Several weeks before the festival was due to begin, the media reported that the Sesqui organisers had decided to stage their opening celebration with the opening celebrations of the 1990 New Zealand International Festival of the Arts. Neither the Sesqui organisers nor the Arts Festival organisers were prepared to alter their plans. NZ$150,000 worth of fireworks launched Day 1 of Sesqui 1990; the festival organisers had made a decision to split the event between two venues, one at the Wellington Waterfront and the other at the Wellington Show and Sports Centre in Newtown. Despite the arrangement of a shuttle bus service between these two venues, this decision had the effect of confusing and frustrating potential visitors to the festival, with the result that neither venue attracted visitor numbers beyond an average of 2,500 per day; the organisers had adopted a policy against advertising the daily schedules for musical and other performances taking place at either venue. This policy was based on the assumption that it would encourage visitors to prolong their stay and to make numerous return visits so as not to miss seeing favourite performers.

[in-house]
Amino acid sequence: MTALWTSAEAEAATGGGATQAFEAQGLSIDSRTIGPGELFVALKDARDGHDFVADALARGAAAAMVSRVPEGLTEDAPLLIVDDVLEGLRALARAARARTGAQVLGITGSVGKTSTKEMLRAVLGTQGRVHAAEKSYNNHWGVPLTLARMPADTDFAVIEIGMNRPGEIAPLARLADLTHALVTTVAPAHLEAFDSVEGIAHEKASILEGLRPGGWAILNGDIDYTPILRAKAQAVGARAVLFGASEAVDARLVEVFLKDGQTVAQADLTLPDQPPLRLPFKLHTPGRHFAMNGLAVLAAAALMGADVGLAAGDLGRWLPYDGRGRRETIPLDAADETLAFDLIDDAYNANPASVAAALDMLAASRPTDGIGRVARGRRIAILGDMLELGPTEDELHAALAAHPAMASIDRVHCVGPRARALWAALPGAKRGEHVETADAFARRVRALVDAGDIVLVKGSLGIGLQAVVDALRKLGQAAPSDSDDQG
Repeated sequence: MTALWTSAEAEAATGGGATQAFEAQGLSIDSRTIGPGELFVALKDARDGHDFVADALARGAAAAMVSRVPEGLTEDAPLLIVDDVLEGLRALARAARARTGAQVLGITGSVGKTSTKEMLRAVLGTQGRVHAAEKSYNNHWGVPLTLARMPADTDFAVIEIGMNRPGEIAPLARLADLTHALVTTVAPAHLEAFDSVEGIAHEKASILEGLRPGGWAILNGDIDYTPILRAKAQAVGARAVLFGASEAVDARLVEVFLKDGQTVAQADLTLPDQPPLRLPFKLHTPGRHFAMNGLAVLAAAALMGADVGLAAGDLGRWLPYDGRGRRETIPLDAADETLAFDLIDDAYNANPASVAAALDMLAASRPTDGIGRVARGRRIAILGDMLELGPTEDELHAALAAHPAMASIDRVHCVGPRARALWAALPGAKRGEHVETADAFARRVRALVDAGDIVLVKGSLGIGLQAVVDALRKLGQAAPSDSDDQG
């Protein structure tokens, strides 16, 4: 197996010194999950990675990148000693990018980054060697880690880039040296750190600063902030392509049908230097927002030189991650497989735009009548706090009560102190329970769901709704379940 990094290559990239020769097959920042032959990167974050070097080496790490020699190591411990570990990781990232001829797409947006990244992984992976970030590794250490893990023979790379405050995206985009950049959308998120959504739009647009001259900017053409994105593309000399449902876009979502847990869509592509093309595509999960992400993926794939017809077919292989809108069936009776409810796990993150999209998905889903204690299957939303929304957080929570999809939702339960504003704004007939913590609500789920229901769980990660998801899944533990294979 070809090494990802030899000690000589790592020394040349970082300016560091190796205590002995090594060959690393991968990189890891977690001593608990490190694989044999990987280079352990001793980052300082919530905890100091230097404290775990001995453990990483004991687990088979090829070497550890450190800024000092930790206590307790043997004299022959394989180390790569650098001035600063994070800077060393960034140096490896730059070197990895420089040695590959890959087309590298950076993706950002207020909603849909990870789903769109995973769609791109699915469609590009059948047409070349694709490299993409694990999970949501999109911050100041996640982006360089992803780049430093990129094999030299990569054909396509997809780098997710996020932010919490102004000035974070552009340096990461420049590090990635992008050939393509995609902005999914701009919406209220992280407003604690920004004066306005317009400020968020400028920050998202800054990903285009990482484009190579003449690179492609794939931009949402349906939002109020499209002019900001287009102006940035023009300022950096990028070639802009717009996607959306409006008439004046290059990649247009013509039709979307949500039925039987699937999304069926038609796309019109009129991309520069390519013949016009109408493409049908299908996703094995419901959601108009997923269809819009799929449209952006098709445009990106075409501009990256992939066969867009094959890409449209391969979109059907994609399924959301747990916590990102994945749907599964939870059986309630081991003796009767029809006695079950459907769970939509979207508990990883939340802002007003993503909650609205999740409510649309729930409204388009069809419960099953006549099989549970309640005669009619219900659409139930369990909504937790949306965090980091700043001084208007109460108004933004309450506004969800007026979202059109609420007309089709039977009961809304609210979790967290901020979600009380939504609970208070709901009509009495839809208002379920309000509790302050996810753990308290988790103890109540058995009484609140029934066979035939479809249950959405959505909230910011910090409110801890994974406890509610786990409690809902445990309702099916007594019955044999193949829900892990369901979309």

As a result, a number of popular musicians and other entertainers played to empty houses because the public did not know when or where they were performing. Within days of the opening of the festival, media reports began to suggest. During a heated radio interview, Wellington City Councillor Ruth Gotlieb maintained that it was "every Wellingtonian's civic duty to attend Sesqui." The highest attendance figure was achieved during the final days of the event, when 32,000 visitors took advantage of a decision to waive all entry fees, which were regarded as being excessive. Although planned to run for six weeks, Sesqui 1990 closed after only two weeks with debts in excess of NZ$6.4 million. The collapse of the Sesqui 1990 festival forced a number of small companies, contracted to supply various goods and services to the event into receivership and/or bankruptcy; the Wellington Show Association was liquidated in 1999. Two iconic billboards promoting Sesqui 1990 remained standing for a number of months after the event's premature closure because the organisers could not afford to have them removed.
One of these, featuring an image of gleeful Sesqui visitors, was defaced with graffiti reading "And I laughed and laughed and laughed". The other billboard, a plywood cut-out representing Sesqui mascot "Pesky Sesky" – a sort of anthropomorphic opossum, or sasquatch – had been erected on a rooftop to welcome visitors to the Show and Sports Centre venue, disappeared during a wind storm. Other sesquicentenary events fared better, including the New Zealand Sports Hall of Fame, which went on to have a life of its own. Defaced banners advertising the failed Sesqui Carnival - Photographs taken by John Nicholson